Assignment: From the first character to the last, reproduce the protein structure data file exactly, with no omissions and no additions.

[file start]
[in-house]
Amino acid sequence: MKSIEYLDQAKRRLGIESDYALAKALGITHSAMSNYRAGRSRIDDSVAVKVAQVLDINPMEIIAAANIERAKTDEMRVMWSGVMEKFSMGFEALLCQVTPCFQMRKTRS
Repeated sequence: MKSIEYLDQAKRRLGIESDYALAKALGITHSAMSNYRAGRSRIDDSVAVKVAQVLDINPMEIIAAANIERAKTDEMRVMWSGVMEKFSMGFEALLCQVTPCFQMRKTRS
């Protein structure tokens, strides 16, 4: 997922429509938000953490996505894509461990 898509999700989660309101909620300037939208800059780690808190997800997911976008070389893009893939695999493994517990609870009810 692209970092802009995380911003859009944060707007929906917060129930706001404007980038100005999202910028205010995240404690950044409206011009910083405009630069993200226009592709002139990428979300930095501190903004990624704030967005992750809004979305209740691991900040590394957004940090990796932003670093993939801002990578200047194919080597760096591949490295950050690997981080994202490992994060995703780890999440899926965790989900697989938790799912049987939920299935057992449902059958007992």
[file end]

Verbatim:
[in-house]
Amino acid sequence: MKSIEYLDQAKRRLGIESDYALAKALGITHSAMSNYRAGRSRIDDSVAVKVAQVLDINPMEIIAAANIERAKTDEMRVMWSGVMEKFSMGFEALLCQVTPCFQMRKTRS
Repeated sequence: MKSIEYLDQAKRRLGIESDYALAKALGITHSAMSNYRAGRSRIDDSVAVKVAQVLDINPMEIIAAANIERAKTDEMRVMWSGVMEKFSMGFEALLCQVTPCFQMRKTRS
């Protein structure tokens, strides 16, 4: 997922429509938000953490996505894509461990 898509999700989660309101909620300037939208800059780690808190997800997911976008070389893009893939695999493994517990609870009810 692209970092802009995380911003859009944060707007929906917060129930706001404007980038100005999202910028205010995240404690950044409206011009910083405009630069993200226009592709002139990428979300930095501190903004990624704030967005992750809004979305209740691991900040590394957004940090990796932003670093993939801002990578200047194919080597760096591949490295950050690997981080994202490992994060995703780890999440899926965790989900697989938790799912049987939920299935057992449902059958007992």